The downside is it is still easier to read a person’s facial expressions and body language in person. Online interviews can sometimes get cut off due to Internet connectivity or bandwidth issues. Some people are not familiar with video interview software, while others are just not comfortable with video interviews and may appear awkward onscreen.
Pressure on technology infrastructure
As more and more businesses adopt digital capabilities, it also means that there is tremendous pressure on digital infrastructure for many companies.
Balasubramanian shares, “A lot of the remote work experimentation was around the fact that so many of our customers put millions and millions of people into this remote work-from-home situation, literally, overnight. For example, I remember working with one customer who put about 450,000 employees into a video situation in the course of 72 hours.”
As any new disruption or innovation comes in place, there would be inequality
“Now, if you think about the kind of impact that this has on the culture of an organisation; how you deal with this, again, in your personal lives, but then also the technology infrastructure? And how does that technology infrastructure accommodate moving parts of thousands of people into a situation where all your data has to be kept securely, and individuals have to collaborate on a regular basis?”
“[Companies] have had to go out and test new kinds of IP solutions, or perhaps adapt existing solutions. And to be honest, many companies that we work with have really struggled; they’ve discovered that their tools weren’t scalable, perhaps they had more cyberattacks than imagined that they would, and by the way, many of those tools weren’t really intuitive,” Balasubramanian observes.
A war for talent emerges
As companies seek business solutions, digital capabilities, and new technologies to address work functions and remote work, the demand for technology talent has increased. This need for tech talent is prevalent across the world.
A research survey by Visier Benchmarks on 9 million employee records from more than 4,000 companies in the US found that resignations are highest among mid-career employees, particularly in the tech and healthcare sectors.
This data reflects the recruitment climate in Asia, too. According to Thompson, 2021 has been the strongest recruitment market he has seen in his 20 years working in the recruitment industry. And that leads to another pressing issue in today’s economy: the competition for human capital.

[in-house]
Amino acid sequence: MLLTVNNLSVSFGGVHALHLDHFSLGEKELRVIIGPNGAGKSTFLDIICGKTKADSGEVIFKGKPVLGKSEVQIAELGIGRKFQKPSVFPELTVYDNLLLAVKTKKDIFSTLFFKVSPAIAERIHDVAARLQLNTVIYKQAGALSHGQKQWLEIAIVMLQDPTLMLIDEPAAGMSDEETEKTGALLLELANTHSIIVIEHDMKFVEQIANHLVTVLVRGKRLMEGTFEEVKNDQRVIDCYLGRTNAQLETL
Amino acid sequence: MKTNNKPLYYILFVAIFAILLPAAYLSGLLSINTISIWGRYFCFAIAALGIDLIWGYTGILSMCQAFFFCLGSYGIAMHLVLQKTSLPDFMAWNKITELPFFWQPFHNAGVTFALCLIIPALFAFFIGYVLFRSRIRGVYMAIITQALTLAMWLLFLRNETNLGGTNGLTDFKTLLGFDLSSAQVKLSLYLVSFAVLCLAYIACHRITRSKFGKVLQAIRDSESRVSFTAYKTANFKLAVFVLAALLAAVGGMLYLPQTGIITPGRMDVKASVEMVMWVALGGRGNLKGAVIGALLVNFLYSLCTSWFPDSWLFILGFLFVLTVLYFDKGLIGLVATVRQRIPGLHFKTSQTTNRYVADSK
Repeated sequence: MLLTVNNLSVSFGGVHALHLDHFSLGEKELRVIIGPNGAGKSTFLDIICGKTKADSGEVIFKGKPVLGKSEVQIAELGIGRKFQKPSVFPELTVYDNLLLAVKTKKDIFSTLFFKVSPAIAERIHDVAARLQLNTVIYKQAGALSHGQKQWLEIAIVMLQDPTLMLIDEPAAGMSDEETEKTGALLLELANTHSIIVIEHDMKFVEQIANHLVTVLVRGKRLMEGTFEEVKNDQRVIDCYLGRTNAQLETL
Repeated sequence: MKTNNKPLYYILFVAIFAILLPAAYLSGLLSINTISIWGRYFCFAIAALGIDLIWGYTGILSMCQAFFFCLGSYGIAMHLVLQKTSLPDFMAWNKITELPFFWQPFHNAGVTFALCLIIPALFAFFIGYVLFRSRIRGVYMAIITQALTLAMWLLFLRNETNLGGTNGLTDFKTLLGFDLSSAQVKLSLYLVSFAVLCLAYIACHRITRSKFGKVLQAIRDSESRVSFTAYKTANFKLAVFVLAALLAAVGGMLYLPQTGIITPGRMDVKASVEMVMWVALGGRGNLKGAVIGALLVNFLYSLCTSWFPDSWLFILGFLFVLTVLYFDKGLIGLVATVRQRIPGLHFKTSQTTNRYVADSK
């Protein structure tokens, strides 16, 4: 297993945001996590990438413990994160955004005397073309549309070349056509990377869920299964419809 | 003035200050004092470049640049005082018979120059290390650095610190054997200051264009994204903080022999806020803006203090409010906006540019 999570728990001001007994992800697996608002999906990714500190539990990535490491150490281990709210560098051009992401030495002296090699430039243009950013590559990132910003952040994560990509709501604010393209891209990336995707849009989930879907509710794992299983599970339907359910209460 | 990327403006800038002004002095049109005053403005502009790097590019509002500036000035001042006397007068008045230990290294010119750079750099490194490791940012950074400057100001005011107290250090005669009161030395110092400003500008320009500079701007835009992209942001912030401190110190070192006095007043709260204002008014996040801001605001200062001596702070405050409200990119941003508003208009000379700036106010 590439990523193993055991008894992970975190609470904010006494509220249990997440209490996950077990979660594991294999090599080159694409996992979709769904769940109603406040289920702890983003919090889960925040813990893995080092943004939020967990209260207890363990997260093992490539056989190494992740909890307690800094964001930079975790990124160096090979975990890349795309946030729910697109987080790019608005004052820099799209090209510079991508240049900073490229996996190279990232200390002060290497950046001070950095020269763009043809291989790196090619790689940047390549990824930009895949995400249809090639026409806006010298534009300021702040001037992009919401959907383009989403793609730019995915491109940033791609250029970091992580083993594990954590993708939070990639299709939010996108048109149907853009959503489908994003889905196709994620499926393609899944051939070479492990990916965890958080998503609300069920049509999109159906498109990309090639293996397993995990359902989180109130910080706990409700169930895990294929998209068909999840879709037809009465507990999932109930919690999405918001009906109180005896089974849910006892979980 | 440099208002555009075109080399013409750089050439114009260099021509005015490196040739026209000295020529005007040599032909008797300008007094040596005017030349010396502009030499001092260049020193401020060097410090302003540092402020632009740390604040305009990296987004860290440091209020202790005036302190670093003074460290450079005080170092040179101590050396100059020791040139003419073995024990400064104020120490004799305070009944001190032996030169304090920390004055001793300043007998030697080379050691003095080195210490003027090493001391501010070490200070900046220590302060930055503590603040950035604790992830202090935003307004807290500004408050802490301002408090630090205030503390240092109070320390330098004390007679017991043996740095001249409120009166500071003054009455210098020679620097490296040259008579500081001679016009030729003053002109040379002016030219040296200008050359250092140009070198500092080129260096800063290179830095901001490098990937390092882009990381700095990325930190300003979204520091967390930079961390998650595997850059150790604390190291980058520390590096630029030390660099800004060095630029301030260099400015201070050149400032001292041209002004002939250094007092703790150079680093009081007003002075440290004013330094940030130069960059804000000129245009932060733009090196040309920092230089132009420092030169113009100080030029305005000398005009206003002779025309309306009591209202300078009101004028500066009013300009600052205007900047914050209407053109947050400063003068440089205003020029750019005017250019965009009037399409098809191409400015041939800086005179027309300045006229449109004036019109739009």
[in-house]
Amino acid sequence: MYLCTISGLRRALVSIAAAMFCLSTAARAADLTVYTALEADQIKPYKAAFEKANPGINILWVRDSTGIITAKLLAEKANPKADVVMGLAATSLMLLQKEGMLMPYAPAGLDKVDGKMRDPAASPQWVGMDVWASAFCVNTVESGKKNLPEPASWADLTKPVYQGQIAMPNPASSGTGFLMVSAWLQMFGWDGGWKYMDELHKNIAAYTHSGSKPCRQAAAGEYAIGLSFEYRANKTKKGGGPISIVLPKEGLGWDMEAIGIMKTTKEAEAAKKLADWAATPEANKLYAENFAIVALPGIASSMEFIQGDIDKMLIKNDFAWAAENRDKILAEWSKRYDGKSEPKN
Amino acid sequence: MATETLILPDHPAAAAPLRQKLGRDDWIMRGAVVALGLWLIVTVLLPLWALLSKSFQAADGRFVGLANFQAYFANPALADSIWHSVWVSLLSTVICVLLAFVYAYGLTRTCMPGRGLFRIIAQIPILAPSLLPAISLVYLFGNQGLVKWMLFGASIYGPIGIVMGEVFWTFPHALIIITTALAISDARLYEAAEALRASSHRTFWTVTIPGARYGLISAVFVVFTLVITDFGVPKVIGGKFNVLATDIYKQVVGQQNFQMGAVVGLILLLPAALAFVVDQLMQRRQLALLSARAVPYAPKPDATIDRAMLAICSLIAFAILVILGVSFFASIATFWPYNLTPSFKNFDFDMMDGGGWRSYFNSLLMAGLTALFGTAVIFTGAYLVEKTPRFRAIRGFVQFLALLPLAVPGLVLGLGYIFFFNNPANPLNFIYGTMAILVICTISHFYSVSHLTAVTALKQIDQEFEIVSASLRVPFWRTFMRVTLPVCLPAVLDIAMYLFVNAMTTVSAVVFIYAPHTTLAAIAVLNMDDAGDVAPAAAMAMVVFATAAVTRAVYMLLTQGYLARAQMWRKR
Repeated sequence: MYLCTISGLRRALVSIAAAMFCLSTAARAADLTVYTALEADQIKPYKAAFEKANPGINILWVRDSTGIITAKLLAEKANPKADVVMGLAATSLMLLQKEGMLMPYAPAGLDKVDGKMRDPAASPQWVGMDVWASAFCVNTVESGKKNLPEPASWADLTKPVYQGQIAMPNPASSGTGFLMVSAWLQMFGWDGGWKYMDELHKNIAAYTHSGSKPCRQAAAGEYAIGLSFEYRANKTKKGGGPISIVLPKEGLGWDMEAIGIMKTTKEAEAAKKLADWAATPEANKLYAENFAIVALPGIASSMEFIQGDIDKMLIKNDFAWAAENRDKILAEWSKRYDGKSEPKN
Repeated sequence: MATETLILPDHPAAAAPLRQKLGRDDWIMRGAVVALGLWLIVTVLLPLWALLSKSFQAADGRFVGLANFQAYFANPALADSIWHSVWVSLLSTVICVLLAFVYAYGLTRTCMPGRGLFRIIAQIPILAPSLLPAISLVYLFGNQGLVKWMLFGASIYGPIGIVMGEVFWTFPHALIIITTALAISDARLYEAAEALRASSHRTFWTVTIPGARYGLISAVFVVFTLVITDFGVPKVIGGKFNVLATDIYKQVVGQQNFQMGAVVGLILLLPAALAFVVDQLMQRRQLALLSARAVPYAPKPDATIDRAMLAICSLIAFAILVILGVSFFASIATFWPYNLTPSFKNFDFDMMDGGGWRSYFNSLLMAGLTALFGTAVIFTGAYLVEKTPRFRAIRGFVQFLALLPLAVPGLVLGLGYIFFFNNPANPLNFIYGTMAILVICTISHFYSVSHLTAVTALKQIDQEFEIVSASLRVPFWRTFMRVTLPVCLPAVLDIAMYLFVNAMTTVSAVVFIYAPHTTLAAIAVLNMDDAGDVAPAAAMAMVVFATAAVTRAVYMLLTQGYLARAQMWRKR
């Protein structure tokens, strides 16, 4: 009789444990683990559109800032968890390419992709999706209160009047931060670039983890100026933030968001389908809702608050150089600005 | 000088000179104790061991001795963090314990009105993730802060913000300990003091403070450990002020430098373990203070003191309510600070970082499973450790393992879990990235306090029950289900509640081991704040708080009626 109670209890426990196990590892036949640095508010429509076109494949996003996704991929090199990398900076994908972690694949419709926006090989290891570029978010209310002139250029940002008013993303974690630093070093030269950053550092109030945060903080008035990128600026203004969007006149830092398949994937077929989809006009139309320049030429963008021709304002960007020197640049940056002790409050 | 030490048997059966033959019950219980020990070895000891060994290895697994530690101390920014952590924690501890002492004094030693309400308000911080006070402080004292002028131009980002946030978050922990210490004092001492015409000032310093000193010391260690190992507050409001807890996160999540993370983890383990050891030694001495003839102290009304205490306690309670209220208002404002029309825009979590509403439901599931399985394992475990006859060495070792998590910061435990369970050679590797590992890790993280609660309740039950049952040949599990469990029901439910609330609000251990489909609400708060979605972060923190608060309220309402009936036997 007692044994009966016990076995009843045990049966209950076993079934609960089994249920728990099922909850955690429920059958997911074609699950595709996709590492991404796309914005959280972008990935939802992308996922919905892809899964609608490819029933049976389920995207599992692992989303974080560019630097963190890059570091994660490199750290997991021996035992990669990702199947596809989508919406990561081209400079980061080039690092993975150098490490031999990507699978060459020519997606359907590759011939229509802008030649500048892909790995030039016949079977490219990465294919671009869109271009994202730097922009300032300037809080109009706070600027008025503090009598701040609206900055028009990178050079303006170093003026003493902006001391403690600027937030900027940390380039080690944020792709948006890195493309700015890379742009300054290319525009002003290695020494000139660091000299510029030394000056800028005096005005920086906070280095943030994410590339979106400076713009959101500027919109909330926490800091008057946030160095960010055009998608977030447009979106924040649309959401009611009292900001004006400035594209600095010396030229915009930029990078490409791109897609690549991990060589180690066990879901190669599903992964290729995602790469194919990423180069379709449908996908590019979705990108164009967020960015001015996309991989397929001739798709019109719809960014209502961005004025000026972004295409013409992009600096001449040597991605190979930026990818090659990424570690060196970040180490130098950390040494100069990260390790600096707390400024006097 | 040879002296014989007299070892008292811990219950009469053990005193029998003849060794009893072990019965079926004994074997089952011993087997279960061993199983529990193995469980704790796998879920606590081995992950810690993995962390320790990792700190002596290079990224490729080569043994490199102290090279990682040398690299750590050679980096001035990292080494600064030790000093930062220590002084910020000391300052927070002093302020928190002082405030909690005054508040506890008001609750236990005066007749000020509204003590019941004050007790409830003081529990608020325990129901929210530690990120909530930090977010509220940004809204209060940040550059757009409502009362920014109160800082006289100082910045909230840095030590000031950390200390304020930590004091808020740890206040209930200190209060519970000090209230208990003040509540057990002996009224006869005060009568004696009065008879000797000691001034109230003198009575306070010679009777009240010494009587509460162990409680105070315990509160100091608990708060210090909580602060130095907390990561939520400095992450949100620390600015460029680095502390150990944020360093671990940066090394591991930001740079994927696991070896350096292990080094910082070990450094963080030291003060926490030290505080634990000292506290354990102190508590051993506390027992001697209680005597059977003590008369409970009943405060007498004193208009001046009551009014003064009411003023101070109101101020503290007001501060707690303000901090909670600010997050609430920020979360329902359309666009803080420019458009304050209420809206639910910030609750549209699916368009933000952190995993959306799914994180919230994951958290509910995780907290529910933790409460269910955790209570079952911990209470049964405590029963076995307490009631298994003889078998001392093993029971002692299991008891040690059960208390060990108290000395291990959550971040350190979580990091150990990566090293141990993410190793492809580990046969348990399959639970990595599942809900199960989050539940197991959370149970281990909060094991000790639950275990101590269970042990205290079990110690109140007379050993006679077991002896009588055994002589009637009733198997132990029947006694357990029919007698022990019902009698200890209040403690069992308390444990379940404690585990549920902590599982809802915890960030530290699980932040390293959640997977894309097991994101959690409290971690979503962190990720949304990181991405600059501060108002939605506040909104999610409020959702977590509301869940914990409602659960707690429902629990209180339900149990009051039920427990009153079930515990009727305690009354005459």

There is a real war for talent
And that poses another issue: smaller companies losing out to bigger and more prominent organisations on the talent attraction and retention aspect.
“I can imagine the bigger companies are going to be in a better place to be able to attract that capital,” adds Mr Singh.
Upskilling impacts talent recruitment and retention
When it comes to talent retention, organisations need to recognise that it takes more than an attractive remuneration package to keep top talent. One other way is to upskill your employees. This not only benefits employees but also advances digital capabilities in the company and facilitate the growth of an organisation.
Therefore, it is crucial to develop digital capabilities across the board, have equal access and not limit them to a limited group of employees.
Despite the technological advances and innovations we’re seeing, there’s still a massive investment and focus on human capital
“I think what’s important is for all sectors to recognise inequality and anticipate. We need all hands on deck [including perspectives from different age groups], experiences and employment status, even those in the gig economy; we need all of them to be building capabilities. So that the digital ways of working, change and continue to improve,” says Kumar.
“Industry leaders should focus on continuous learning, continuous learning for leaders, continuous learning across all platforms of people and levels of,” she adds.
New opportunities created by COVID-19
Not limited to SMEs and multinational corporations, lockdowns across ASEAN brought about by COVID-19 have also created a spike in the number of home-based businesses and technology that small merchants can use.
“QR codes are now everywhere. And I think it has provided the ability for small merchants to be able to take payments digitally, without having to invest heavily report the sales equipment,” says Bulens.